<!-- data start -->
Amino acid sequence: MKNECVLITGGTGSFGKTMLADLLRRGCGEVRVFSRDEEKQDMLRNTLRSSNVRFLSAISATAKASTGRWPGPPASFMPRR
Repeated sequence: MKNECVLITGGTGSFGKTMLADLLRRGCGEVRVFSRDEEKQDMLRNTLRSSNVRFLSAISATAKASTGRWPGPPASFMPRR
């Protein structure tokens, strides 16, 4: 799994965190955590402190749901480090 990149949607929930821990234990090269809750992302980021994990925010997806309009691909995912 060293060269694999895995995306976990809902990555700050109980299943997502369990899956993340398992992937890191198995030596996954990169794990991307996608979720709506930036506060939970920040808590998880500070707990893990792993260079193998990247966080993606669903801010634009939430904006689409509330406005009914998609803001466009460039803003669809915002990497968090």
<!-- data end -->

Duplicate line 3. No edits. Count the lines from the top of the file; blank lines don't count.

């Protein structure tokens, strides 16, 4: 799994965190955590402190749901480090 990149949607929930821990234990090269809750992302980021994990925010997806309009691909995912 060293060269694999895995995306976990809902990555700050109980299943997502369990899956993340398992992937890191198995030596996954990169794990991307996608979720709506930036506060939970920040808590998880500070707990893990792993260079193998990247966080993606669903801010634009939430904006689409509330406005009914998609803001466009460039803003669809915002990497968090």